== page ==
Local home flippers were paying more for homes, and in all but one county their gross profits were down during the second quarter. But a tight inventory and high demand continue to fuel the market for flippers while that segment of the housing market slumps to a four-year low in a U.S. analysis.
The number of flips in Sullivan County doubled over last year, and Carter County had a healthy increase. Hawkins County was unchanged. Washington County was the only market with fewer flips, but the decrease was small. It was also the only local market where the Q2 gross profit was higher.
The median flipped price for all the markets was below $200,000 – a price niche that has been squeezed tightest during the two and a half years of record sales.
The mid-year numbers for Hawkins, Sullivan, and Washington counties were at a four-year high. During that period there were 83 flips in Sullivan County, 74 in Washington County and 32 in Hawkins.
The local Q2 flipping market stood in contrast to the what Attom Data Solutions found nationwide. According to the firm’s quarterly flipping report, the rate of homes flipping in the U.S. plunged to nearly a four-year low. A flip is defined as a home that has been sold more than once in a 12-month period.
“Fewer distressed sales are limiting the ability of home flippers to find deep discounts even while rising interest rates are shrinking the pool of potential buyers for flipped homes,” says Daren Blomquist, ATTOM’s senior vice president. “These two forces are squeezing average home flipping returns, pushing investors to leverage financing or migrate to markets with more distressed discounts available to achieve more favorable returns.”
While local flippers are not getting the discounts they used to get on distressed sales, buyer demand and lack of inventory continue to fuel the flipping market.
It’s also noteworthy that considering their share of total sales, flips account for a higher addition to the housing component than new home sales.
Here’s a capsule view of the Q2 year-over-year market performance in local counties included in the current Attom report.
Flips – 52, up from 27 last year.
Percent of local sales – 6.5%, up from 4.9%.
Median purchase price – $78,966, up from $63,800.
Percent bought with cash – 75%.
Percent of purchases that were ROI – 19.2%.
Median flipped price – $118,750, down from $125,500 last year.
Avg. gross profit – $39,786, down from $61,700 last year.
Gross return on investment – 50.4%, up from 25.3%.
Avg. days to flip 183, down from 212 last year.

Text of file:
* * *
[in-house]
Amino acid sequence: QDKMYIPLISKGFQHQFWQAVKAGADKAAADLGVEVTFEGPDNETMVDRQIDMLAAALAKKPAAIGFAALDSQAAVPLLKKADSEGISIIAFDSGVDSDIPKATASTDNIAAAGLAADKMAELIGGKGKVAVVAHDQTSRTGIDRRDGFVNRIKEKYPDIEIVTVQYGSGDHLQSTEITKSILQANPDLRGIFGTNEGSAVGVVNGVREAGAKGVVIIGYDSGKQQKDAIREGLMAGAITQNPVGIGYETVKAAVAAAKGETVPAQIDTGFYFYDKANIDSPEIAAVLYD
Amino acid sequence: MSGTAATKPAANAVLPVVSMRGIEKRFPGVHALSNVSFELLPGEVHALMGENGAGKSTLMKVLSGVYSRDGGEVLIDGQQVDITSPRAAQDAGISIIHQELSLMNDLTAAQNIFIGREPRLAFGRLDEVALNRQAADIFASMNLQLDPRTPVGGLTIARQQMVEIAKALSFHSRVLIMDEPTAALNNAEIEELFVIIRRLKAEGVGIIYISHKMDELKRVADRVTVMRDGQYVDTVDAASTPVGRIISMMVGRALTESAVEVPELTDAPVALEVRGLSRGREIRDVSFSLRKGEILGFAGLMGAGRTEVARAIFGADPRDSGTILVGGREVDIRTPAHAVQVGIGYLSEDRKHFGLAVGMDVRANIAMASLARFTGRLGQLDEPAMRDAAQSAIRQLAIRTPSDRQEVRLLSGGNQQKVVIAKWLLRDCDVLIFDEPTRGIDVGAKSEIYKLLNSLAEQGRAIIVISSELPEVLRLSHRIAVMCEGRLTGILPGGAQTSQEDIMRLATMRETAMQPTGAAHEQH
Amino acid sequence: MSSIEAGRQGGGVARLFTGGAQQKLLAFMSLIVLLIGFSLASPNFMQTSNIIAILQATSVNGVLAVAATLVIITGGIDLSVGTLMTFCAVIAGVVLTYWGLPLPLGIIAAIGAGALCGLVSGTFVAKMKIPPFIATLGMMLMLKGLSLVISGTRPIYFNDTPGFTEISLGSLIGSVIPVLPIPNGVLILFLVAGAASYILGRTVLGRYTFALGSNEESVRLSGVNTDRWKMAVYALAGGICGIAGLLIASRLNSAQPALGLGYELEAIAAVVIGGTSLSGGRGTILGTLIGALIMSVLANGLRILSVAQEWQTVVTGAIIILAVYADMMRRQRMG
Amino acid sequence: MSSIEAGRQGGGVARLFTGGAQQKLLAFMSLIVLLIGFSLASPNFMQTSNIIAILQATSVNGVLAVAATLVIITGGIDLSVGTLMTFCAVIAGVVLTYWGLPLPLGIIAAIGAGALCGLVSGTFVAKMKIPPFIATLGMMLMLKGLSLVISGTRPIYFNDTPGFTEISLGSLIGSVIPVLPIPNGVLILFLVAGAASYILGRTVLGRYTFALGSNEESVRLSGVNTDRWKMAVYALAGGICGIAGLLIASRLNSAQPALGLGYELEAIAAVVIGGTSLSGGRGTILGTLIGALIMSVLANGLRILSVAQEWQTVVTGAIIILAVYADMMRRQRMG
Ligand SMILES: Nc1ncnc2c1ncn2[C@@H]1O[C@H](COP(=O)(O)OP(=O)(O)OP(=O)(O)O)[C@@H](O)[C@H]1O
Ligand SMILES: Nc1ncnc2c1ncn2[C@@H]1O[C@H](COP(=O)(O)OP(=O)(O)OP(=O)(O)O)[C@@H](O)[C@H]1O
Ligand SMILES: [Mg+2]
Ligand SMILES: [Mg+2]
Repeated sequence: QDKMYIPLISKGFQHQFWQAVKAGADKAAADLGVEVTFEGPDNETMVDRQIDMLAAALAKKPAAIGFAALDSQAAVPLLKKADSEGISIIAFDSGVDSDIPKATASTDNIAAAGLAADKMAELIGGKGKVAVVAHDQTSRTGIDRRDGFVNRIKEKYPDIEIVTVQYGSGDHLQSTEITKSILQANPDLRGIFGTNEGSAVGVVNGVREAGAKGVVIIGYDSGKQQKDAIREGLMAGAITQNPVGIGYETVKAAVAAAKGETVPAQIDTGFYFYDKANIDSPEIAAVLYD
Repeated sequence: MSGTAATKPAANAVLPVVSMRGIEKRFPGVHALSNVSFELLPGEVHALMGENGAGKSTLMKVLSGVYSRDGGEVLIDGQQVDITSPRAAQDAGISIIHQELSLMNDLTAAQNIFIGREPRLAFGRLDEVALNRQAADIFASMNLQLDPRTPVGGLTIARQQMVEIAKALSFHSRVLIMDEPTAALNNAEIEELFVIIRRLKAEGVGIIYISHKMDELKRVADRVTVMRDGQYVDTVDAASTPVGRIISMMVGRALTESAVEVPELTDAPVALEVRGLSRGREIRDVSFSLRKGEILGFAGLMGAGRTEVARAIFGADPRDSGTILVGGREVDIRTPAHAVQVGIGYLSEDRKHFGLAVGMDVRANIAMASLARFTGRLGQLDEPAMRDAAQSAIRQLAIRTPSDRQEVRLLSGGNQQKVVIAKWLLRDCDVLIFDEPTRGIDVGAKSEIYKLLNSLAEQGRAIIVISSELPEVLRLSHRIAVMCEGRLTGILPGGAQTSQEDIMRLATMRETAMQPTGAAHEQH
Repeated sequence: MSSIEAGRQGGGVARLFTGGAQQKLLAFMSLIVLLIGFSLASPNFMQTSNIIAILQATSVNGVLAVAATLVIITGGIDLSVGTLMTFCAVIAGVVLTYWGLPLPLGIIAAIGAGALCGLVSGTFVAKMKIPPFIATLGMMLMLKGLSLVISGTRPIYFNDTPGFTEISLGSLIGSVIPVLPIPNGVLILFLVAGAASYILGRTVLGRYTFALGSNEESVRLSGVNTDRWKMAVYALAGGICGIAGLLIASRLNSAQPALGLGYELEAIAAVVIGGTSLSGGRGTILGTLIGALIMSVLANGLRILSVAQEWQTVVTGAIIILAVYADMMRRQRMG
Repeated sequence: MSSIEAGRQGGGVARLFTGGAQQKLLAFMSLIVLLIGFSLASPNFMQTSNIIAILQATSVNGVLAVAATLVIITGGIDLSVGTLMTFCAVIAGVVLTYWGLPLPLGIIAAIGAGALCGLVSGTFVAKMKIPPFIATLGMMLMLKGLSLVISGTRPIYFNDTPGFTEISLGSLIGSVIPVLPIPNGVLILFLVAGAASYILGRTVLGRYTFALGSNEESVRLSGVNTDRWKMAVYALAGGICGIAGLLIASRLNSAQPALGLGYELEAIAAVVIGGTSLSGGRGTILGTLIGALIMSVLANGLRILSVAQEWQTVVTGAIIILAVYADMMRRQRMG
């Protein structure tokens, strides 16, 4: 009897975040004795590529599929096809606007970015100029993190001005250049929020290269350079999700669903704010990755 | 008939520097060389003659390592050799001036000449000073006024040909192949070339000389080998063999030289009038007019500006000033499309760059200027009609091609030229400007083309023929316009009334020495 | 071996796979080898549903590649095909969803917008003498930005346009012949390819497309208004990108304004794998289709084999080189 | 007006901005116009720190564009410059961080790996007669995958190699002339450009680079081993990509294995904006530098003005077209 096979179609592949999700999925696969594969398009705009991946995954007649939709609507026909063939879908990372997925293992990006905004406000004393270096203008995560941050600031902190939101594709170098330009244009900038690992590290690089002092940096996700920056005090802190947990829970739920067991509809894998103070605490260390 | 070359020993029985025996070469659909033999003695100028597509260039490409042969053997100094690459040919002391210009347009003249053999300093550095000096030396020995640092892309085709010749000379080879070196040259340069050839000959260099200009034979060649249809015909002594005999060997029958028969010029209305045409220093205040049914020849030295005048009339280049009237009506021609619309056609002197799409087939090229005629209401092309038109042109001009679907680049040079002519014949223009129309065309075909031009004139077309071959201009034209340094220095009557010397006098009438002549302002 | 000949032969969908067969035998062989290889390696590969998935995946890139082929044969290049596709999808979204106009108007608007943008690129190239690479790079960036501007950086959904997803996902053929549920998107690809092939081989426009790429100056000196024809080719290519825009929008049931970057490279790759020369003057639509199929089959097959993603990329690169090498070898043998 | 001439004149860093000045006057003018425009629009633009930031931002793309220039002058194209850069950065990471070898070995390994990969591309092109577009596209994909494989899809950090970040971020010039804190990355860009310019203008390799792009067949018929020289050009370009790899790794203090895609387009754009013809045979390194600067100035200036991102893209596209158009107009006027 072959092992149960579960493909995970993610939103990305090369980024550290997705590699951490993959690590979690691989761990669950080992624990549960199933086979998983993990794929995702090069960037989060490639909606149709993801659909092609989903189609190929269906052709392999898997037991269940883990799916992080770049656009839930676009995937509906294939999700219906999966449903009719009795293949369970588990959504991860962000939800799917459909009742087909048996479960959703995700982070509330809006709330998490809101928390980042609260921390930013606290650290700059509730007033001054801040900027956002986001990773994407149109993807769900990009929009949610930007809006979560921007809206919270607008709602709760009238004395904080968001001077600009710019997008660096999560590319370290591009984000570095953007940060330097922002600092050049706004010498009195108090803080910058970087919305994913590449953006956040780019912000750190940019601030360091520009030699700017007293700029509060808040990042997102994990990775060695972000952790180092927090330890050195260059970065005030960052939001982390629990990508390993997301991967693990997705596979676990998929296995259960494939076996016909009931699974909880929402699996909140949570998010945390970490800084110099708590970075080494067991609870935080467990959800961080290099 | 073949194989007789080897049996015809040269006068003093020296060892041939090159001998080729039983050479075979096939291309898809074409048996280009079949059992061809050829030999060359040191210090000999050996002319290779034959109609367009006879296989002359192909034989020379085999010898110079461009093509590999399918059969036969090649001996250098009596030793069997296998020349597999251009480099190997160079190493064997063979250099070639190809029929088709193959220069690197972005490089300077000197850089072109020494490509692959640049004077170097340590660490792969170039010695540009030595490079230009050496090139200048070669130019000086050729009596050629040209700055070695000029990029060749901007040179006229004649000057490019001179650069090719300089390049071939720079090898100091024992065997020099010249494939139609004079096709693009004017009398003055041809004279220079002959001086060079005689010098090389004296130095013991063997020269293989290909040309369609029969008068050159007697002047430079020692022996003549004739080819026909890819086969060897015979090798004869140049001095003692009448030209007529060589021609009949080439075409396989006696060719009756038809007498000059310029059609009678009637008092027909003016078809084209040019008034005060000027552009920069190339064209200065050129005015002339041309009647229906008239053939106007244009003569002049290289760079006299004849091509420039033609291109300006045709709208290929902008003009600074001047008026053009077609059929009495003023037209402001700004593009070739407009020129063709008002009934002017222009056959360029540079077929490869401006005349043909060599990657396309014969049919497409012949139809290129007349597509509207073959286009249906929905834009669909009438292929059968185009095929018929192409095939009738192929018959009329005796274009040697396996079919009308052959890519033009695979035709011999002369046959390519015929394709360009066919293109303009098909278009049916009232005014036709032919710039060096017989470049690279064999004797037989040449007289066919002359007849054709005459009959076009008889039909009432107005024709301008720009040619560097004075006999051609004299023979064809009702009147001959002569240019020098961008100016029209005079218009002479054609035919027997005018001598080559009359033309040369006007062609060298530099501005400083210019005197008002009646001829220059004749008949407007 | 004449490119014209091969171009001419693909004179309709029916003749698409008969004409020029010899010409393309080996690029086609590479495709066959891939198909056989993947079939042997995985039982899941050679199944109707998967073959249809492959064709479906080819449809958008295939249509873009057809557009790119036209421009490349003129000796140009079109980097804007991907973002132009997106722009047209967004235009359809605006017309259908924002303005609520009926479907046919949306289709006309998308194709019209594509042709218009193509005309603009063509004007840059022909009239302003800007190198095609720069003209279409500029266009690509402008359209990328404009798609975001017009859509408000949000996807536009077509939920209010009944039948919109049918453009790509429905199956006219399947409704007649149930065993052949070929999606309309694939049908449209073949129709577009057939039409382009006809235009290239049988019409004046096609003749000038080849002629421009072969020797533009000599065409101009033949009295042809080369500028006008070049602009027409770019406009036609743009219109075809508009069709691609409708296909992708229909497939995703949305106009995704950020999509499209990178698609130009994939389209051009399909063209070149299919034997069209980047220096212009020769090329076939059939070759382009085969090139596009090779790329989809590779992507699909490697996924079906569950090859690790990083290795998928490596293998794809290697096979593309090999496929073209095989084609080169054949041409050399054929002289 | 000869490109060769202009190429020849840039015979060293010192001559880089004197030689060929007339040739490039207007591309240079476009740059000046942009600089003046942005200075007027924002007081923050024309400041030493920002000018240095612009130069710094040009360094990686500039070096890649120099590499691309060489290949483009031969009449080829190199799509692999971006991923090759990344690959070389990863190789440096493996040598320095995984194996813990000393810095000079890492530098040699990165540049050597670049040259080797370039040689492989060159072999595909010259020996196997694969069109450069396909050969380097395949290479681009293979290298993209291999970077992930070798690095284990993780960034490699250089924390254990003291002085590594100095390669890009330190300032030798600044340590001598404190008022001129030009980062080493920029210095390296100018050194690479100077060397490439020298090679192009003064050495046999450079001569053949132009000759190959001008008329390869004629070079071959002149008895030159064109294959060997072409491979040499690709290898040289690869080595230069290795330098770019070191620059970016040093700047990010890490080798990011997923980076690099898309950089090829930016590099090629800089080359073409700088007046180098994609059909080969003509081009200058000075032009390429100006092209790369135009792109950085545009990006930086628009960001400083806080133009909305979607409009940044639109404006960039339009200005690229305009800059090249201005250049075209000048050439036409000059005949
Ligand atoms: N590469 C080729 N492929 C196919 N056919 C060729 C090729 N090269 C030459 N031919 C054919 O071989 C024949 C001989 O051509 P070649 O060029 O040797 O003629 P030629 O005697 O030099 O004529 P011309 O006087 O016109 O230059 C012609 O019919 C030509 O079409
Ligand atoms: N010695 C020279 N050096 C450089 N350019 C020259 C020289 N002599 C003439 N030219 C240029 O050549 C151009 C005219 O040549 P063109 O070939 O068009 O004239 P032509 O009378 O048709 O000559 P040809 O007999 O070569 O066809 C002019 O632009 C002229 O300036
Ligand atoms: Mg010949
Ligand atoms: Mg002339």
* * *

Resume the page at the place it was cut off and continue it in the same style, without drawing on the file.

Flips – 39, down from 44 last year.
Percent of local sales – 5.9%, down from 6%.
Median purchase price – $86,000, up from $69,202.
Percent bought with cash – 64.1%.
Percent of purchases that were ROI – 17.9%.
Median flipped price – $137,100, down from $145,500.
Average gross profit – $51,500 up from $26,205.
Gross return on investment – 59.4% up from 44.5%.
Avg. days to flip – 210, up from 191.
Flips – 23, up from 15 last year.
Percent of local sales 11.6%, up from 8%.
Median purchase price – $65,900 up from $60,000.
Percent bought with cash 87%.
Percent of purchases that were ROI – 17.4%.
Median flipped price – $67,000 down from $80,000.
Avg. gross profit – $1,100, down from $30,000.
Gross return on investment – 1.7%, down from 60%.
Avg. days to lip – 209, up from 127.
Flips – 19, same as Q2 last year.
Percent of local sales 8.3%, down from 8.5%.
Median purchase price – $54,500, down from $62,000.
Percent bought with cash 89.5%.
Percent of purchases that were ROI – 31.6%.
Median flipped price – $45,708, down from $102,500.
Avg. gross profit – $8,792 loss, down from $40,500.
Gross return on investment – down 16.1% down from $65.3%.
Avg. days to flip – 119, down from 211.
According to Attom’s report, the median purchase price during Q2 was $147,980, and the average flipped price was $213,500. The median price paid in Tennessee was $105,000, and the flipped price was $160,000.
Attom analyzed sales deed data for this report. A single-family home or condo flip was an arms-length transaction that occurred in the quarter where a previous arms-length transaction on the same property had occurred within the last 12 months. The average gross flipping profit is the difference between the purchase price and the flipped price (not including rehab costs and other expenses incurred, which flipping veterans estimate typically run between 20% and 33% of the property’s after repair value). Gross flipping return on investment was calculated by dividing the gross flipping profit by the first sale (purchase) price.